- EMC announced that “the day of storage virtualization is here”. EMC further announced that it was abandoning its hardware storage business and would now only sell storage virtualization software at a price of $1 per terabyte per year.
- The US Federal Government announced that due to its previous investment in legacy and now worthless IT hardware and software assets that it was declaring bankruptcy in order to remove these now worthless assets from its balance sheet. The US government further announced that it would be using Amazon EC2 for all future computing needs.
- Amazon announced that due to demand from the government for its services, it would no longer offer commercial customers any kind of an SLA.
- Amazon’s commercial customers cheered this move as recognition of the fact that Amazon’s SLA’s were worthless in the first place.
- CA, IBM, and BMC announced that they are finally abandoning their mainframe systems management software businesses to focus entirely upon Intel X86 based systems software just as Intel announced the move from X86 to Atom- ensuring another 20 year legacy systems management software revenue stream for CA, IBM and BMC.
- Adobe announced a digital signature program for PDF files ensuring that customers would never have to print a PDF, sign it, scan it and then email it again.
- HP announced that it was going to go “back to its roots” and become just a vendor of printers. HP then announced that it was acquiring Adobe so that it could become the market leader in the printing of the PDF files that Adobe just said would never have to be printed again.
- Bill Gates fired Steve Ballmer as the CEO of Microsoft and replaced Steve with himself in this role. Gates then decided to focus Microsoft entirely upon improving the primary and secondary educational system in America and told every Microsoft employee to get a job as a teacher or else they would not get paid.
- Steve Ballmer decided to start a new professional sports league focused upon the throwing of chairs.
- Veeam announced that it has backed up all of the data in the world, making further backups of any other data unnecessary.
- Splunk announced that it has indexed all of the data in the world that Veeam backed up and announced that its future business model was a fee of $1 for each query against that database.
- Google announced that it now knows everything about every person in the world that it needs to know. Google further announced that it would open source this data store so that no one could accuse Google of “doing evil”.
- Paul Maritz’s new company, The Pivotal Initiative announced a point and click application development interface that allows any code monkey anywhere in the world to develop any desired big data application against the respective data stores of Veeam, Splunk and Google in less than one hour.
- Cisco announced that it was abandoning the switch hardware and router hardware businesses and would now be only a vendor of software defined switches and routers at a cost of $1 per software switch and router port per year.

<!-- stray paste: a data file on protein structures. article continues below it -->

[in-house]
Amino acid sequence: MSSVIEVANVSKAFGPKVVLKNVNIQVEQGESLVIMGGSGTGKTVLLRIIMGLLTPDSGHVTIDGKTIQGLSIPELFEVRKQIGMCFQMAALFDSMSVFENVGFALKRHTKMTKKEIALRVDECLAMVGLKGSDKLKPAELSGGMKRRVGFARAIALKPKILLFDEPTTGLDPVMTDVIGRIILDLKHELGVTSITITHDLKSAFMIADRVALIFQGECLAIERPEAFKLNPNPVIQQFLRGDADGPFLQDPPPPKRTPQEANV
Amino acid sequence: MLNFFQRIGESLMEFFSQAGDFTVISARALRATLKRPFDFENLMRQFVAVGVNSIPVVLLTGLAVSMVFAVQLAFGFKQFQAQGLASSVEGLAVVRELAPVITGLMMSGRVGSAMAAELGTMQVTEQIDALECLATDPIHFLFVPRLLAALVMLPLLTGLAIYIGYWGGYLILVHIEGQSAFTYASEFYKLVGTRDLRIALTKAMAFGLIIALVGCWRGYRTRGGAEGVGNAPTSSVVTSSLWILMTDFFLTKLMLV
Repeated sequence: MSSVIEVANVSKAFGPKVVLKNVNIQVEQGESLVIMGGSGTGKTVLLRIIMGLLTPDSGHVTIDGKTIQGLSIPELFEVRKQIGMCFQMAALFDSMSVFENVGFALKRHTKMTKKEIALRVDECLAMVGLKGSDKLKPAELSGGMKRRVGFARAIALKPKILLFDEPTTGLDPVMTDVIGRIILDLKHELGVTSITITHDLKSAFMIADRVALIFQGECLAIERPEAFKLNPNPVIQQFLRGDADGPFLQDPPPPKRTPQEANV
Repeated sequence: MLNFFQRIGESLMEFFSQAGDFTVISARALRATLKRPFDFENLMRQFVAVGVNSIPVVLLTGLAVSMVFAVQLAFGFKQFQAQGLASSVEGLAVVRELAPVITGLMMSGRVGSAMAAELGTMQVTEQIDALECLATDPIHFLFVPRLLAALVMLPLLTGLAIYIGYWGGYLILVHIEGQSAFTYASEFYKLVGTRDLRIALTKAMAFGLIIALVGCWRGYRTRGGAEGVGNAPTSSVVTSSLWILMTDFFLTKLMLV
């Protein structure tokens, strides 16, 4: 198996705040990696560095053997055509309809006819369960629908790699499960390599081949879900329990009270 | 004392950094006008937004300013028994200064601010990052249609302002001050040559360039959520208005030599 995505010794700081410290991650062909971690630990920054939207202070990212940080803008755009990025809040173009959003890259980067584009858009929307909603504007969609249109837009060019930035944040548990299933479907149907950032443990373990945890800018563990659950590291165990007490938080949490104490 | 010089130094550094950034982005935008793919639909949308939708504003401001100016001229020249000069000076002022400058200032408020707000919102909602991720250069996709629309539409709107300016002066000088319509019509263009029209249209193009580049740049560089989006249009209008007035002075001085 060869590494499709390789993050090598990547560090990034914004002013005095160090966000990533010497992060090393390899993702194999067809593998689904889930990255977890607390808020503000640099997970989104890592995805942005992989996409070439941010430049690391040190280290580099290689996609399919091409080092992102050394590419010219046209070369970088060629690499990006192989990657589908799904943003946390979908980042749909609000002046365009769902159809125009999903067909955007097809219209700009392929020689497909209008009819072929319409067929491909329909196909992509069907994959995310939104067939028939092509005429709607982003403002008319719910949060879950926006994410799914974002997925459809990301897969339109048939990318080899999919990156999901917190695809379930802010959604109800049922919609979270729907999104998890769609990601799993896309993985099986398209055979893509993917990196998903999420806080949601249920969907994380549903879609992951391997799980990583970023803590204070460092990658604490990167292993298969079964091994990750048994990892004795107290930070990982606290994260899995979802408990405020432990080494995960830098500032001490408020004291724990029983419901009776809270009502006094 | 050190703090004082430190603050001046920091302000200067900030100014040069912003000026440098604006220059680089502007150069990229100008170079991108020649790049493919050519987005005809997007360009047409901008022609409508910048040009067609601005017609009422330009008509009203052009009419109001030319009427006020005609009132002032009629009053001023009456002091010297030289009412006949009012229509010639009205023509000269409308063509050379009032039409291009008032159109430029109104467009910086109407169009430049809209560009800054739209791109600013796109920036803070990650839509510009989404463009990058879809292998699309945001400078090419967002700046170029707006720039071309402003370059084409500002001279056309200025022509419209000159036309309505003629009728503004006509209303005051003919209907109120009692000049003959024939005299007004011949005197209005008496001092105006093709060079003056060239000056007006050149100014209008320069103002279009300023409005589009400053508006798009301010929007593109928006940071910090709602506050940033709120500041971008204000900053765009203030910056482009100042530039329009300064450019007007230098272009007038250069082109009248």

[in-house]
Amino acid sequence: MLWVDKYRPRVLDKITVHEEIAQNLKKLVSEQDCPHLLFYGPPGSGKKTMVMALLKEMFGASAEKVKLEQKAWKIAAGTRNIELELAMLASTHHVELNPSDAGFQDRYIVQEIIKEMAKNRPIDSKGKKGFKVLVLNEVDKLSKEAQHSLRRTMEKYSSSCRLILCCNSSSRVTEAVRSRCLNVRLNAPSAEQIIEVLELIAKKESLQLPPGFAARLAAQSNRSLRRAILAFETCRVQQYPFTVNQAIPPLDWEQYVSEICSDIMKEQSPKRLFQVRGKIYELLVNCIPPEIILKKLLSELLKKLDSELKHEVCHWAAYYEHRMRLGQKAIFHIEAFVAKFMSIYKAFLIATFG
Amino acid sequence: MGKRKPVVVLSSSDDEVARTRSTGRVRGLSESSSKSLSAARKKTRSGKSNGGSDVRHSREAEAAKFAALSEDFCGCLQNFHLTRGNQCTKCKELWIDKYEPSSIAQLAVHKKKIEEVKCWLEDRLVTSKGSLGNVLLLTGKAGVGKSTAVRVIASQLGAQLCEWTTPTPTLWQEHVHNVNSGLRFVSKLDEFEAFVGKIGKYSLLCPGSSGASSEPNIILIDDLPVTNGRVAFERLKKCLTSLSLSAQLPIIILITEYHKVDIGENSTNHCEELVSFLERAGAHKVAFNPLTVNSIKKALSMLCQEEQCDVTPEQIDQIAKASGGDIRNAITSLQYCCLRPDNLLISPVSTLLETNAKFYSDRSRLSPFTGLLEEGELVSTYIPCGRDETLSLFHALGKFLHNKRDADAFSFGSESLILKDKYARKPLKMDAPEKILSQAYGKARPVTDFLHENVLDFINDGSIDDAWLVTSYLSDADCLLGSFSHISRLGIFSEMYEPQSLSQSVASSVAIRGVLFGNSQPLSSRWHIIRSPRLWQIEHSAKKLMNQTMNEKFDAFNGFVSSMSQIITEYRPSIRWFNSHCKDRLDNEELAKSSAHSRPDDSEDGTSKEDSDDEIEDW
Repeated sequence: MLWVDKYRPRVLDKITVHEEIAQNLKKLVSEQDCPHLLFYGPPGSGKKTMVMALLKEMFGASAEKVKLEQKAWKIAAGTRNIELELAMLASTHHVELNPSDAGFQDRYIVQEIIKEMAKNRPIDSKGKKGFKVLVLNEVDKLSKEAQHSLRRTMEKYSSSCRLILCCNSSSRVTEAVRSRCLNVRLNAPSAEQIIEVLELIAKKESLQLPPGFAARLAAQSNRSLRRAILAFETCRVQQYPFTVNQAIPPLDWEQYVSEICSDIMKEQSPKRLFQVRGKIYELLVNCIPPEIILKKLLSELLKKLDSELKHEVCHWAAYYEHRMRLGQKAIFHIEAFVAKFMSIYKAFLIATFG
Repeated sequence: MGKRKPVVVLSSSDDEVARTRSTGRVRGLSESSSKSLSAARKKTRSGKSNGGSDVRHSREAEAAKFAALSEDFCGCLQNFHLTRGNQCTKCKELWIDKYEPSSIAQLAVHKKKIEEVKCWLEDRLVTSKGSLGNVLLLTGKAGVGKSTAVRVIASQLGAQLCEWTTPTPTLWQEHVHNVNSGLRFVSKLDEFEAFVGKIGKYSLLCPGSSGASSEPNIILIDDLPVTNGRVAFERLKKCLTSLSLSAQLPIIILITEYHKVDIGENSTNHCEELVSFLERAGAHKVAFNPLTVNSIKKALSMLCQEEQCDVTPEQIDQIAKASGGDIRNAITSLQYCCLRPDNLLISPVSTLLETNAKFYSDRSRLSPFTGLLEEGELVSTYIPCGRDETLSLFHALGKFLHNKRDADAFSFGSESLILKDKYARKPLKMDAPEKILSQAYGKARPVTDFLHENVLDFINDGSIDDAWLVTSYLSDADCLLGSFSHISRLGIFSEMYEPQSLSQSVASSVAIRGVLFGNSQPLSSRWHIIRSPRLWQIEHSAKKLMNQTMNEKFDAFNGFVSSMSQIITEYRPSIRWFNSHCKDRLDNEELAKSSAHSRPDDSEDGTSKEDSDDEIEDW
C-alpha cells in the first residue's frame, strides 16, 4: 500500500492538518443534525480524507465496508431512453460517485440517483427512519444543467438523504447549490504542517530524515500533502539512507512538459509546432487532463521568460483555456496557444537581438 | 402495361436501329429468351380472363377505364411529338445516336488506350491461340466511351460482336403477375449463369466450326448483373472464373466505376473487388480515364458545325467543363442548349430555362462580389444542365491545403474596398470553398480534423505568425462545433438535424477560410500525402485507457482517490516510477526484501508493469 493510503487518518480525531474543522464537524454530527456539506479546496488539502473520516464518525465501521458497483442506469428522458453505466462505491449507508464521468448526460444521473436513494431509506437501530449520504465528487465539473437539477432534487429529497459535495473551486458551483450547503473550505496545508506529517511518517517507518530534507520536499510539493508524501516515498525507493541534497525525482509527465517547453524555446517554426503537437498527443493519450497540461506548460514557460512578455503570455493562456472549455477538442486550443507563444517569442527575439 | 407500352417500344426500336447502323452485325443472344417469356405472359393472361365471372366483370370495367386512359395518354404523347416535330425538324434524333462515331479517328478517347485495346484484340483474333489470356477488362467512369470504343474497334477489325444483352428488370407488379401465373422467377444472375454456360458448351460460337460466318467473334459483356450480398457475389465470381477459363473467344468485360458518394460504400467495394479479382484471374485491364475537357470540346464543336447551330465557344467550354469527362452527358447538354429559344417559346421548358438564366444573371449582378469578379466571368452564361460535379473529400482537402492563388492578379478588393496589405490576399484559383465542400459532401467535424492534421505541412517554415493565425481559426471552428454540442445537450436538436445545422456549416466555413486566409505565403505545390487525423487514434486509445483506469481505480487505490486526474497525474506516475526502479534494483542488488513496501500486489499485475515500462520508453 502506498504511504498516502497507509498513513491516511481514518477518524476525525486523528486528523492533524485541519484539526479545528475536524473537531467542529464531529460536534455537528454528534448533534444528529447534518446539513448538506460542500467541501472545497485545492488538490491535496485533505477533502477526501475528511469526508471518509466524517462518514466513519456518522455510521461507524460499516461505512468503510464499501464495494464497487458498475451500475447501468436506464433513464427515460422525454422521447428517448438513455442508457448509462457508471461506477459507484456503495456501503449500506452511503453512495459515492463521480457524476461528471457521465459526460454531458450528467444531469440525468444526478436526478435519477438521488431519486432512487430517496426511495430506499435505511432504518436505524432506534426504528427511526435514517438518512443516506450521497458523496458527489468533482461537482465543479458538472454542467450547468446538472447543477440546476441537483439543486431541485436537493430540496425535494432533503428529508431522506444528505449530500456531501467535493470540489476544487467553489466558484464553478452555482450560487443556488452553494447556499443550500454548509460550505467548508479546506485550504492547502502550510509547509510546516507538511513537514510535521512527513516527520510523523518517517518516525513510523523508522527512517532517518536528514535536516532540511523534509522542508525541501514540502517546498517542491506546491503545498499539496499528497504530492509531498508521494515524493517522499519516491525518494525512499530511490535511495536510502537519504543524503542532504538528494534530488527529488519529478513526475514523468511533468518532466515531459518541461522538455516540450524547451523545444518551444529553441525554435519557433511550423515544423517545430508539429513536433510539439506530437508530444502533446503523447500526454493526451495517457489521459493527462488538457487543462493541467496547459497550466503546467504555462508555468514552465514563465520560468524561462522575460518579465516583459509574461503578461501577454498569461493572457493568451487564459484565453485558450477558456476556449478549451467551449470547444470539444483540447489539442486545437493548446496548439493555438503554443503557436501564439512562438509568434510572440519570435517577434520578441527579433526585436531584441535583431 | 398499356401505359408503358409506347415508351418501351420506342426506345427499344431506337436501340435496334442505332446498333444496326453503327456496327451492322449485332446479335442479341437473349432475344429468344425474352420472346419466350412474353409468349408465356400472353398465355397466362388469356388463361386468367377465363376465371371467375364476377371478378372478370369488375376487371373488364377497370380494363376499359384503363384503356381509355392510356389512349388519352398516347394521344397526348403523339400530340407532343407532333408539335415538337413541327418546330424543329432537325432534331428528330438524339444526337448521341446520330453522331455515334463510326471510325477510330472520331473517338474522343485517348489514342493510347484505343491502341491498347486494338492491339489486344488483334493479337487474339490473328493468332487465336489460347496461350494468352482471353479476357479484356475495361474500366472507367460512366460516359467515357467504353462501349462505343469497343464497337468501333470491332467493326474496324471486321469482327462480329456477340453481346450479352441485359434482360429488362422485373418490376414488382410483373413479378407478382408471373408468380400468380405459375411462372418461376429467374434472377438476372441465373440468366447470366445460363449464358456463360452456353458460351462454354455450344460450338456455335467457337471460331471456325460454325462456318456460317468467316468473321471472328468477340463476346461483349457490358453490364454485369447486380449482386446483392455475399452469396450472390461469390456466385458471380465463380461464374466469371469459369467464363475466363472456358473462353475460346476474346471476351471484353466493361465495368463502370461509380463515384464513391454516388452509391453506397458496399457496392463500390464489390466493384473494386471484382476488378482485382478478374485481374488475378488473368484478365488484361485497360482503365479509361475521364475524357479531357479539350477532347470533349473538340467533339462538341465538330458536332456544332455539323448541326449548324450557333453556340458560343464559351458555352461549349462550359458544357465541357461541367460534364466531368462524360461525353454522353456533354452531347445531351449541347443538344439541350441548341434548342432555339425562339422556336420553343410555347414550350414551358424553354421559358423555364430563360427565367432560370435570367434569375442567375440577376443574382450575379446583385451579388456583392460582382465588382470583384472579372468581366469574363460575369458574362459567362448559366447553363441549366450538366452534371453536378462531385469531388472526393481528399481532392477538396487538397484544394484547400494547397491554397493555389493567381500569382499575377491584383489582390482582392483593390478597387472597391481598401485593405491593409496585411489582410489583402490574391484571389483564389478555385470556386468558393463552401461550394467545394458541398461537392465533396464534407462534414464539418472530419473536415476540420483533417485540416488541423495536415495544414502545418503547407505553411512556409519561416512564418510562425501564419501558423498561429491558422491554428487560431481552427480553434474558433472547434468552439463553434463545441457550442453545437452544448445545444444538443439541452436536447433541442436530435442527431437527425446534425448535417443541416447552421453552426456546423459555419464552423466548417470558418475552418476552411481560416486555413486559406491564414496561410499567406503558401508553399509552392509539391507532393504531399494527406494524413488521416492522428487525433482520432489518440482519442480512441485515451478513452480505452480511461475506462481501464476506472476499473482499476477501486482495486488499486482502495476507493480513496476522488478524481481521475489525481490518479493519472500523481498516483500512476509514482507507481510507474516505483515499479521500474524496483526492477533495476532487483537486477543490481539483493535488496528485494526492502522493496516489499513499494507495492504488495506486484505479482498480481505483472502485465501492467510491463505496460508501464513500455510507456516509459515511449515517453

- New Relic announced that it was changing its name to Byru, an anagram of Ruby which replaces New Relic which is an anagram of Lew Cirne the founder of New Relic. The company stated that this new name was designed to broaden the appeal of the company beyond the initial 36,000 customers who are personal fans of Lew Cirne.
- AppDynamics announced that it was changing its name of StaticApps, because it has discovered that moving applications around hurts their response time and performance.
- VMTurbo announced that it has exhumed the body of Milton Friedman, put his brain through a CAT scan, and discovered an algorithm that perfectly allocates IT resources to their highest and best uses across all customers and providers in the world based upon global supply and demand curves.
- SolarWinds announced that they were changing the name of the company to MoonWinds, because there are no winds on the moon, in the hope of eliminating all of the barriers to the sale of their products.
- ManageEngine announced that they were exiting the business of managing computer systems so as to focus fully on the brand equity of the “Engine” in their product name. The new company will be called CarEngine, and will allow you to manage the engine of your car from your smartphone.
- AppSense announced that having virtualized the user, that the next frontier was to virtualize the significant others of every user in their installed base. However AppSense discovered that abstracting users from each other did not generate any revenue other than in the case of impending divorces, which turned AppSense into a law firm that advertises on television.
- All of the software start-ups in Silicon Valley who did not want to own servers decided to buy coffee makers with Intel X86 processors, creating a “shadow IT” server infrastructure in these software start ups.
- IBM, CA and BMC announced a growth strategy of managing these new farms of X86 server based coffee makers.
April Fools 2013. Nothing in this post is true. If anything in this post becomes true then we are all fools for not foreseeing it.